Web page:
The streets of Wellington turned black today as hundreds of students gathered to march against sexual violence and harassment in the workplace.

Dressed in black and wearing paint on their faces and arms, 300 to 400 students and supporters marched from Victoria University's law school to Midland Park, outside the Russell McVeagh law office, chanting and waving signs.

The march was sparked by news of sexual assault allegations at Russell McVeagh.

Read more: School debating competition drops law firm Russell McVeagh after sexual harassment scandal

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Before the march, Alex Moore, who is in her final year studying law, said she was passionate about gender politics in New Zealand, and felt the legal profession had been "dragging behind" the rest of the country.

"It's kind of an old boys' club," she said.

Moore said the work environment she was about to go into was "scary".

Alex Moore is in her final year studying law. Photo / Melissa Nightingale
Alex Moore is in her final year studying law. Photo / Melissa Nightingale

"I feel personally quite angry. I've worked really hard and I know a lot of women who have worked really hard ... I feel really angry that we're treated differently.

"I just want equality, really."

Chants of "students united will never be divided" and "Russell McVeagh, assaulting people's not okay," are ringing out from the growing crowd.

Cameron Milne said he wasn't a student but heard about the march through a friend.

He supported the protest for the "obvious reasons".

He wanted to see equality and acceptable behaviour in the workplace.

"This is not something new that's been happening, but hopefully we can put an end to it sometime soon."

Brighid Hurtubise and Daniel Simpson Beck carried signs at the march speaking out against sexism and gendered violence. Photo/Melissa Nightingale
Brighid Hurtubise and Daniel Simpson Beck carried signs at the march speaking out against sexism and gendered violence. Photo/Melissa Nightingale

Brighid Hurtubise and Daniel Simpson Beck were carrying signs saying "end all gendered violence," and "fight exploitation, fight sexism."

Hurtubise said people needed to be held accountable if change was to happen.

She said society needed to stop supporting institutions that abused their power.

Simpson Beck said part of the way sexism was exacerbated was by women's labour in the home not being recognised as work.

Police blocked cars from crossing Lambton Quay as the group walked down the middle of the street carrying banners and signs, repeating chants such as "students united will never be divided" and "Russell McVeagh, assaulting people's not okay."

Drivers honked their horns and members of the public stopped to watch as the wave of marchers passed by, pouring into Midland Park.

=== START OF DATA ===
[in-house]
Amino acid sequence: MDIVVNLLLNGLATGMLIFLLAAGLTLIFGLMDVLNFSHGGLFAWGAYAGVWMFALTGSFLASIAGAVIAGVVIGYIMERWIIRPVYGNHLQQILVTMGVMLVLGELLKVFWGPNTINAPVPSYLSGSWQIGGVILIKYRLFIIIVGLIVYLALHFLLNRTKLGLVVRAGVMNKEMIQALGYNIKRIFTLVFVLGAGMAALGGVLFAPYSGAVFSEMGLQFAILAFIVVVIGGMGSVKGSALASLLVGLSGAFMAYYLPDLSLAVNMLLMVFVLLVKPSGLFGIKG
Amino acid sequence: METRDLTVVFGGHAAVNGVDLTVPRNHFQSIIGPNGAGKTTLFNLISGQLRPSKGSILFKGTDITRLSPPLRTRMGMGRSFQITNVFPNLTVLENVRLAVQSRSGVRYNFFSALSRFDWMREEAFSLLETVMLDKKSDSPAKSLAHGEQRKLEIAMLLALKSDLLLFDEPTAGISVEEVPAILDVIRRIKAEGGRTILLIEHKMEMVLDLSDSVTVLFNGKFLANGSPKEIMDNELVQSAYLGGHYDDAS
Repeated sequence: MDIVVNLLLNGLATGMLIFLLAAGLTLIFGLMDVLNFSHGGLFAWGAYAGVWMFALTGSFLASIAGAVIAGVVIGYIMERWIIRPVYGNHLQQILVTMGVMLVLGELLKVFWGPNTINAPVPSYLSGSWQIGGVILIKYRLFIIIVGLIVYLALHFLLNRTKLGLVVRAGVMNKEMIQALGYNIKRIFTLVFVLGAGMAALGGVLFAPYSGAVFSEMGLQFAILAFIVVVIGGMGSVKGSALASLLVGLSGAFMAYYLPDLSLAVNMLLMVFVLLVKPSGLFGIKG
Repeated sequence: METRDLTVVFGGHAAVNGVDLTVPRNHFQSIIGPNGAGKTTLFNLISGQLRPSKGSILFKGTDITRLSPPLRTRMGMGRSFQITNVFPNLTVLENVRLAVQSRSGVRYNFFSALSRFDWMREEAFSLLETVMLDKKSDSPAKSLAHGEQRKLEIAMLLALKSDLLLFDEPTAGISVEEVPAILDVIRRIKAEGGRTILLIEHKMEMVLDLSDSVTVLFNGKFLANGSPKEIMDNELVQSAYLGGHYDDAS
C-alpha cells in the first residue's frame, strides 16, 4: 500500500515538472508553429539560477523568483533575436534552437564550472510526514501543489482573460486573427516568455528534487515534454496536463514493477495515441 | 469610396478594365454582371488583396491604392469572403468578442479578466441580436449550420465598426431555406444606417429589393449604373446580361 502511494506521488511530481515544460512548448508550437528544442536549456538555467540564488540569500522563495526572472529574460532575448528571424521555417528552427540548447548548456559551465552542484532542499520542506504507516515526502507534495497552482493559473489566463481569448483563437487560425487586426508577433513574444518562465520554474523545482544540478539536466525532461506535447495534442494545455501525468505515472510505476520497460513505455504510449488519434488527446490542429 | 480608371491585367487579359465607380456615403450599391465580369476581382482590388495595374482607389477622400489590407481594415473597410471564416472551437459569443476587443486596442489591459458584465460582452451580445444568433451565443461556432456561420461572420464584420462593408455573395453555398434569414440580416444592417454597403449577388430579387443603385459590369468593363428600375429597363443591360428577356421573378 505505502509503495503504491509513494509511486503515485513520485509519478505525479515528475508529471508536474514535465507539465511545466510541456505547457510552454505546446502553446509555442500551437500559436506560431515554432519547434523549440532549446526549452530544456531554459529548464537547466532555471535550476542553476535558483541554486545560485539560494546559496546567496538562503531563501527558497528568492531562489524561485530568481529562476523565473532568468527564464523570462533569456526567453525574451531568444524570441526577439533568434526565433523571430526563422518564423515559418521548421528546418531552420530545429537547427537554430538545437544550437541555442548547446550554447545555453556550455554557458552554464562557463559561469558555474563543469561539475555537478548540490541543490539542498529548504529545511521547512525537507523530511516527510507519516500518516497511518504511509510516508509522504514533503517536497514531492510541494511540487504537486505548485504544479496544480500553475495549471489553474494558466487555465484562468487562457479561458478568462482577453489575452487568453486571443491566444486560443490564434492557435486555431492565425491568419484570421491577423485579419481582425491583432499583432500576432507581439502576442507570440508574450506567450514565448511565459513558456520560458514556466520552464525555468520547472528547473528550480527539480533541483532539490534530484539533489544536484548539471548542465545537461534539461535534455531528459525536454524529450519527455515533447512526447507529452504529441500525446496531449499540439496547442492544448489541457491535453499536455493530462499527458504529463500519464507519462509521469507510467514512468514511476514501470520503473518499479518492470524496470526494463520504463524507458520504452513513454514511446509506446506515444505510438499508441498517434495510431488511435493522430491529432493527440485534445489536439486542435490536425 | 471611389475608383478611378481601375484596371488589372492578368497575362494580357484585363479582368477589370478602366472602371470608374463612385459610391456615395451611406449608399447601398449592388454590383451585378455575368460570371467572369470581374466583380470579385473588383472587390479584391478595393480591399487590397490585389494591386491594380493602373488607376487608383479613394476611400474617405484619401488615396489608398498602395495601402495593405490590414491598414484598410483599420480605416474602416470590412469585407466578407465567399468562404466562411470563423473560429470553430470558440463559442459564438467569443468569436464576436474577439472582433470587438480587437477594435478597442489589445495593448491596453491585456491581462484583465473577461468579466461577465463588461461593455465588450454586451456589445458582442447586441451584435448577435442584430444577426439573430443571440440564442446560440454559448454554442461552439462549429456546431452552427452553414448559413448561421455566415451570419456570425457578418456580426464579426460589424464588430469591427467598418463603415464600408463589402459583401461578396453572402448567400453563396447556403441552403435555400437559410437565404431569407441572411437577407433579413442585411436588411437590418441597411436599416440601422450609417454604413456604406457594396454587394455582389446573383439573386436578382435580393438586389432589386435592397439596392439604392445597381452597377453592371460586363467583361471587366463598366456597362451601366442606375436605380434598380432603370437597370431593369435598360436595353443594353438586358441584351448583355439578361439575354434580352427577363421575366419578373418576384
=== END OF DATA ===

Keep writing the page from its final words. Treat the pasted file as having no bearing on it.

"We are louder and we are stronger together," declared one of the organisers over a megaphone. "To hurt one of us is to hurt all of us. We stand together. You are either with us or you are against us," she said to cheers and applause.

Marchers walked down the middle of Lambton Quay this afternoon. Photo/Melissa Nightingale
Marchers walked down the middle of Lambton Quay this afternoon. Photo/Melissa Nightingale

Yvette Tinsley, an associate professor at the university, told the crowd she was "thrilled" to see everyone at the march.

"As a researcher, as a lecturer, as a mother, and as one who has been in that position and has suffered from this stuff, I feel grateful," she said.

"We're on the edge of a historical moment for women and society.

"I just feel so inspired and thrilled that you guys are standing up and you're doing this.

"We've got a lot of faculty members here today supporting you, we do support you. We want you to be safe."

Employment lawyer Steph Dyhrberg, who worked at Russell McVeagh in the 90s, also spoke to the cheering crowd.

She told Newstalk ZB she did not experience any sexual harassment or violence while she was working at the firm, but did raise issues while there about a peer of hers being harassed.

She was unimpressed with the firm's response to the recent allegations, saying it was responding "like a corporate managing a PR situation" instead of sitting down with the complainants and addressing the issue.

Abusing power was "disgusting", she said.

"It really is like bullying, it's a power thing and it's about control, but also there's just a lot of opportunistic exploitation - 'I'm old and powerful, you're young and pretty, if I do something who's going to believe you even if you do speak up?'

"There should be a number of nervous men around, waiting to see if the axe is going to fall, and frankly I hope it does."